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Peel back the layers to discover four extraordinary streets in Rome, each with a very different tale to tell.

Via Margutta: The artists’ street
Via Margutta feels like it’s in a quiet village, yet this ivy-draped, cobbled street lies in one of Rome’s busiest districts. The men have well-coiffed silver hair and the women dress immaculately in clothes that whisper old money. They saunter along, stopping to greet each other, popping in and out of the gracious terracotta buildings backed on one side by the tangled gardens of Villa Borghese park.

It might look like a village, but the shops here are definitely not small town: fine-art restorers work outside in the sunlight alongside shops selling Pratesi’s ultraluxurious linens and Bulgari jewellery. And then there’s the Bottega del Marmoraro.

At this workshop, every inch of the walls is covered in ancient stonemasons’ tools and words of wisdom – aphorisms – carved in marble. Master stonecarver Sandro Fiorentini is dressed in brown overalls, working with a technique that dates back to the days of the Romans. He will carve you any phrase you like on a marble plaque for 15 euros, but he is only interested in words: ‘I don’t do numbers,’ he says firmly, but with a twinkle in his eye.

These marble engravings can be seen up and down the street. Iconic film director Federico Fellini lived at number 110 and a Fiorentini carving of him and his wife is still on display, with a poem: ‘Via Margutta, now it’s clear/ It strikes everyone just the same/Because it’s unique and special/ In the world there is no equal!’

A few doors along from the Bottega, at number 54, Valentina Moncada cuts an elegant figure in her influential contemporary art gallery. Her ancestor helped build Via Margutta in the 17th century, working to construct artists’ studios on this very spot. By 1610 many artists, coming to Rome to study antiquities, had begun to settle in Via Margutta because not only was it a quiet tree-lined street, but also Pope Paul III gave artists living here a tax break. ‘If you were an artist and a resident, you paid no taxes, so artists came from all over Europe,’ Valentina says.

Via Margutta became the artists’ street, a legacy that’s reflected in the pretty Fontana delle Arti (Artists’ Fountain) that bubbles just nearby, decorated with carved easels and palettes, and topped by a bucket of stone paintbrushes.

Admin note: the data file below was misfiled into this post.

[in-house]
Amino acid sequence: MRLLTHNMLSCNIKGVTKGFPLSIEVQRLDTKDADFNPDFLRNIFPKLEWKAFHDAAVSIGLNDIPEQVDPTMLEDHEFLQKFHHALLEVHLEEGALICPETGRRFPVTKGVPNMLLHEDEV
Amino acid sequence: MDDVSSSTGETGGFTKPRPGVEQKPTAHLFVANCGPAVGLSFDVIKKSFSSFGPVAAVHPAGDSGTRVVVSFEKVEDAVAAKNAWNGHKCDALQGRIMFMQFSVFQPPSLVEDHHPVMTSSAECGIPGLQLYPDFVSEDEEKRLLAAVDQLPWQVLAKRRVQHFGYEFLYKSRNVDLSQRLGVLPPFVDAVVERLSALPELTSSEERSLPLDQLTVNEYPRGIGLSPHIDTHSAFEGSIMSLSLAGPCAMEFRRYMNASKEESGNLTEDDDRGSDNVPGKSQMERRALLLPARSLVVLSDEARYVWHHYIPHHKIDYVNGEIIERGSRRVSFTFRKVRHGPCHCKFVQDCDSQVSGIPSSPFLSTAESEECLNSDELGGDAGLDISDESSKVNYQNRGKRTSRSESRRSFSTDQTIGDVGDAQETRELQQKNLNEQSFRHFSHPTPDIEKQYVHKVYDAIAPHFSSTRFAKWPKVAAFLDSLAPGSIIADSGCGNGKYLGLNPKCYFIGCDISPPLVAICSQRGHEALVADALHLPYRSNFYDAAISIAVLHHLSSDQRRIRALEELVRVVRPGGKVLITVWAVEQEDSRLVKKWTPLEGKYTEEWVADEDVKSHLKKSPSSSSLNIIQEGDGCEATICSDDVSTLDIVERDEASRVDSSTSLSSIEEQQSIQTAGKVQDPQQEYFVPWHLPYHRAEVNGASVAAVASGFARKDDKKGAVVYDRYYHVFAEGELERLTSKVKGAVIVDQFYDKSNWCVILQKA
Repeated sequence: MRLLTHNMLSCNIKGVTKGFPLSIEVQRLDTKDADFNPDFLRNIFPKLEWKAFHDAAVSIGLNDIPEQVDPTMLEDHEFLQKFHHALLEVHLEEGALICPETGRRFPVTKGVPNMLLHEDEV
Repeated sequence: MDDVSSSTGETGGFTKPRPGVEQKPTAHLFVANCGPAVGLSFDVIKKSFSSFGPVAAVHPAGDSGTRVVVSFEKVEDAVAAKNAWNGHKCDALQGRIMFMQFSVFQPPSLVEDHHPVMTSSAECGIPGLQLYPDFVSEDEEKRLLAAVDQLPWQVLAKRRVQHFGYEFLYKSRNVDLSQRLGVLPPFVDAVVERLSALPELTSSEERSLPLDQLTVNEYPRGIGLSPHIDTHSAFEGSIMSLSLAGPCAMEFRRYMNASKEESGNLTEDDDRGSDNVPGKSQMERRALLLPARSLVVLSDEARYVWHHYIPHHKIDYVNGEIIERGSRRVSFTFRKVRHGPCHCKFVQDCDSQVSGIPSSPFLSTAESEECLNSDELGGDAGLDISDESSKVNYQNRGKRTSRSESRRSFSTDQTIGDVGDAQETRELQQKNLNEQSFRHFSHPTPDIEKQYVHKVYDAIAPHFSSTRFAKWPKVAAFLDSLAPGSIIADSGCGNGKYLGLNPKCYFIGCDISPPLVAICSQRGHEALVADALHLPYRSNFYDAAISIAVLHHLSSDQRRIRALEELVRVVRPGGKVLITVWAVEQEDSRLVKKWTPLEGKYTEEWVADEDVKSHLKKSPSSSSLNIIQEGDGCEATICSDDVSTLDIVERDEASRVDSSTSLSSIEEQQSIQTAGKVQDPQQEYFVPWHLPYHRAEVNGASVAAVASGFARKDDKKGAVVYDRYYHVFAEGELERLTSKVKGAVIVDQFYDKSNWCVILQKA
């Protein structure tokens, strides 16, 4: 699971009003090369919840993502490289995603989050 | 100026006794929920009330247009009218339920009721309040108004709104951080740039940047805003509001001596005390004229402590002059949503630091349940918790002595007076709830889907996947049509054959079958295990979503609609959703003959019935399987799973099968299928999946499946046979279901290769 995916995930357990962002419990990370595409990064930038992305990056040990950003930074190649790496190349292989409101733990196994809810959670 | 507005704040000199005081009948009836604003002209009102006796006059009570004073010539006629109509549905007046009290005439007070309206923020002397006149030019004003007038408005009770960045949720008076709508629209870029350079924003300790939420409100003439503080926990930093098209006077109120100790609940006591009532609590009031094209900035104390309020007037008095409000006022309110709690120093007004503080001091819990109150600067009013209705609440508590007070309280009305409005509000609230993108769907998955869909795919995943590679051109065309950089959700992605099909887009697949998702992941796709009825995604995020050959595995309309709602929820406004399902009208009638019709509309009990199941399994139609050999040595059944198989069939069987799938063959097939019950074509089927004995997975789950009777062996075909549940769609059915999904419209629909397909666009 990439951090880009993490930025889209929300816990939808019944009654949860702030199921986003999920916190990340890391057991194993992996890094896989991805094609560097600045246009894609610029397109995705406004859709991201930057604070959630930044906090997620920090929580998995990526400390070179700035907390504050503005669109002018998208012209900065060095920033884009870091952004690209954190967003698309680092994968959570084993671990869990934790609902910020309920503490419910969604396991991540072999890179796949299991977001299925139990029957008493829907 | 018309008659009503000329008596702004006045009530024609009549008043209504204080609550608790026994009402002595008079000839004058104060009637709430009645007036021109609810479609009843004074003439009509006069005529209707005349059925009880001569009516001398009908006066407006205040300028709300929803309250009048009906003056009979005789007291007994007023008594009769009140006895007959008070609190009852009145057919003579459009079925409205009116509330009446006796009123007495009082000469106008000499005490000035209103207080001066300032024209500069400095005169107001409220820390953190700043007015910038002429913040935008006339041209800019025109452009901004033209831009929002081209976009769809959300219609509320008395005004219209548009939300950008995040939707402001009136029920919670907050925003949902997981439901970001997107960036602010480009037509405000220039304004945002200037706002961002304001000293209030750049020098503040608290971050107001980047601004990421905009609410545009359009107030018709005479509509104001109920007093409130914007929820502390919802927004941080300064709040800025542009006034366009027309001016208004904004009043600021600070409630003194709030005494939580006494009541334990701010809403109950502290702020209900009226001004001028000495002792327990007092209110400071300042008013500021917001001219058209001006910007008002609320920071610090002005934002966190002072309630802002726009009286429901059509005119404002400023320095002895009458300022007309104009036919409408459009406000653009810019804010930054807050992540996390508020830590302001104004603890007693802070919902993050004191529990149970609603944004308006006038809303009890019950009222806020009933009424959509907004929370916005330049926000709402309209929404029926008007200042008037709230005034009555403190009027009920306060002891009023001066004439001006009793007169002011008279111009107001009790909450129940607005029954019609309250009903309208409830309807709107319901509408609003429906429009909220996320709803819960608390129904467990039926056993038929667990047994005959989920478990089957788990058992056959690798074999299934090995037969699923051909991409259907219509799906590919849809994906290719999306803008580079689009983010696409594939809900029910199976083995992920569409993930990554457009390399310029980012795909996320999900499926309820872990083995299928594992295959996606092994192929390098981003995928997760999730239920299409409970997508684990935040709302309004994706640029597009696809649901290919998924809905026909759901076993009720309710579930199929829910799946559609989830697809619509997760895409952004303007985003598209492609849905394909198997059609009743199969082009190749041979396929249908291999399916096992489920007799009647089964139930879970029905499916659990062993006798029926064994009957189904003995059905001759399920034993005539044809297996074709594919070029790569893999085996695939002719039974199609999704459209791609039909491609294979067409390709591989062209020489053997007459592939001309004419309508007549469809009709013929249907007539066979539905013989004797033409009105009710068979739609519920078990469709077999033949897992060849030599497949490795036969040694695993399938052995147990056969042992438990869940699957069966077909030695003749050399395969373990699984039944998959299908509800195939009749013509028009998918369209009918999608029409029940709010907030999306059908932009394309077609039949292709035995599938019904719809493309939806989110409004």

Valentina is currently hard at work writing a history of Via Margutta, and has discovered that the first meeting of the revolutionary Italian art movement, the Futurists, took place here in 1906. She says: ‘Then, when the Russian Revolution began in 1917, artists all fled to Paris from Russia. When war broke out they came to Rome, and to the Via Margutta.’

The street’s creative life extended beyond the visual arts. As Rome became an essential stop on every 19th-century Grand Tour, thanks to its wealth of ancient wonders, musicians and composers came too. Debussy, Liszt and Wagner all worked in studios in the Via Margutta.

Stravinsky came with Picasso, as they were both working with the Russian Ballet. Valentina indicates the courtyard outside her gallery. ‘Right here, Picasso met the only woman he ever actually married: Olga Khokhlova, a ballerina.’

As Rome’s creative scene became dominated by film, Via Margutta became the focus of the 1950s zeitgeist. Not only was it the home of film master Fellini, but the street was also the location of the apartment where Joe Bradley (Gregory Peck) took Audrey Hepburn’s Princess Ann at the start of their whirlwind Roman Holiday. Valentina recalls: ‘My father was a fashion photographer, and my mother was a model – Givenchy used her to try out all the Roman Holiday costumes that Audrey Hepburn wore.’

The literary arts were not left behind: best known for his 1966 opus In Cold Blood, maverick writer Truman Capote lived at number 33. He immortalised the Via Margutta in a 1963 short story, Lola, about living on the street with his pet raven – the eponymous Lola.

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